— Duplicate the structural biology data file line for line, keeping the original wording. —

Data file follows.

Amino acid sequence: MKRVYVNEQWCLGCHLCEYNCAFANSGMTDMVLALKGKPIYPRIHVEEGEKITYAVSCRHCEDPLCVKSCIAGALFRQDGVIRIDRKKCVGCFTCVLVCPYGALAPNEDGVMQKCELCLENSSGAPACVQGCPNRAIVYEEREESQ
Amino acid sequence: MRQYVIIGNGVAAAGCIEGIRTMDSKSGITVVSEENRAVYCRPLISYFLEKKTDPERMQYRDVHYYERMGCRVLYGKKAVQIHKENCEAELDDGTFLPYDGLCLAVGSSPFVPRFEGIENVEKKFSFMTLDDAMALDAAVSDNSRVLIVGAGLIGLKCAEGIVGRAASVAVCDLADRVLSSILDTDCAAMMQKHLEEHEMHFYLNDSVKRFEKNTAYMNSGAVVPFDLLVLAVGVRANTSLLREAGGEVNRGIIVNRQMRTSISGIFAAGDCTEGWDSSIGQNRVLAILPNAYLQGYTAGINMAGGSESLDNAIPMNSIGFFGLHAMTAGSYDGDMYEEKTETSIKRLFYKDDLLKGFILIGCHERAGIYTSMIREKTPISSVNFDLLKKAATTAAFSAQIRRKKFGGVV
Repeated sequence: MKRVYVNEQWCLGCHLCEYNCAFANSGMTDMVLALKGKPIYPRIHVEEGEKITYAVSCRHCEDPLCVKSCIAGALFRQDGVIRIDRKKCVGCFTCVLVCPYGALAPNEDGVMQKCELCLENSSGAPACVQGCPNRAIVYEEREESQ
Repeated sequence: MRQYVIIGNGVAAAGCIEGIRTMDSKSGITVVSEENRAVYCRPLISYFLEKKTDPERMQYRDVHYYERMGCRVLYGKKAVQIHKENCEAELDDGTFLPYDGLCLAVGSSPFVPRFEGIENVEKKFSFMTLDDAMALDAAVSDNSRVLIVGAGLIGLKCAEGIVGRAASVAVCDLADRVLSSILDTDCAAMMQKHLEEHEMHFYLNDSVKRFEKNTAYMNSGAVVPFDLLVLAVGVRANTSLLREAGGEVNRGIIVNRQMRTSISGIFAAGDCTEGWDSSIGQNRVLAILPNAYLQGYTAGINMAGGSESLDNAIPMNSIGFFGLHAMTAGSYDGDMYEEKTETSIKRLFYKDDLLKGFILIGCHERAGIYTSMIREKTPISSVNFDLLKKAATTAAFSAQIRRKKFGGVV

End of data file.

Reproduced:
Amino acid sequence: MKRVYVNEQWCLGCHLCEYNCAFANSGMTDMVLALKGKPIYPRIHVEEGEKITYAVSCRHCEDPLCVKSCIAGALFRQDGVIRIDRKKCVGCFTCVLVCPYGALAPNEDGVMQKCELCLENSSGAPACVQGCPNRAIVYEEREESQ
Amino acid sequence: MRQYVIIGNGVAAAGCIEGIRTMDSKSGITVVSEENRAVYCRPLISYFLEKKTDPERMQYRDVHYYERMGCRVLYGKKAVQIHKENCEAELDDGTFLPYDGLCLAVGSSPFVPRFEGIENVEKKFSFMTLDDAMALDAAVSDNSRVLIVGAGLIGLKCAEGIVGRAASVAVCDLADRVLSSILDTDCAAMMQKHLEEHEMHFYLNDSVKRFEKNTAYMNSGAVVPFDLLVLAVGVRANTSLLREAGGEVNRGIIVNRQMRTSISGIFAAGDCTEGWDSSIGQNRVLAILPNAYLQGYTAGINMAGGSESLDNAIPMNSIGFFGLHAMTAGSYDGDMYEEKTETSIKRLFYKDDLLKGFILIGCHERAGIYTSMIREKTPISSVNFDLLKKAATTAAFSAQIRRKKFGGVV
Repeated sequence: MKRVYVNEQWCLGCHLCEYNCAFANSGMTDMVLALKGKPIYPRIHVEEGEKITYAVSCRHCEDPLCVKSCIAGALFRQDGVIRIDRKKCVGCFTCVLVCPYGALAPNEDGVMQKCELCLENSSGAPACVQGCPNRAIVYEEREESQ
Repeated sequence: MRQYVIIGNGVAAAGCIEGIRTMDSKSGITVVSEENRAVYCRPLISYFLEKKTDPERMQYRDVHYYERMGCRVLYGKKAVQIHKENCEAELDDGTFLPYDGLCLAVGSSPFVPRFEGIENVEKKFSFMTLDDAMALDAAVSDNSRVLIVGAGLIGLKCAEGIVGRAASVAVCDLADRVLSSILDTDCAAMMQKHLEEHEMHFYLNDSVKRFEKNTAYMNSGAVVPFDLLVLAVGVRANTSLLREAGGEVNRGIIVNRQMRTSISGIFAAGDCTEGWDSSIGQNRVLAILPNAYLQGYTAGINMAGGSESLDNAIPMNSIGFFGLHAMTAGSYDGDMYEEKTETSIKRLFYKDDLLKGFILIGCHERAGIYTSMIREKTPISSVNFDLLKKAATTAAFSAQIRRKKFGGVV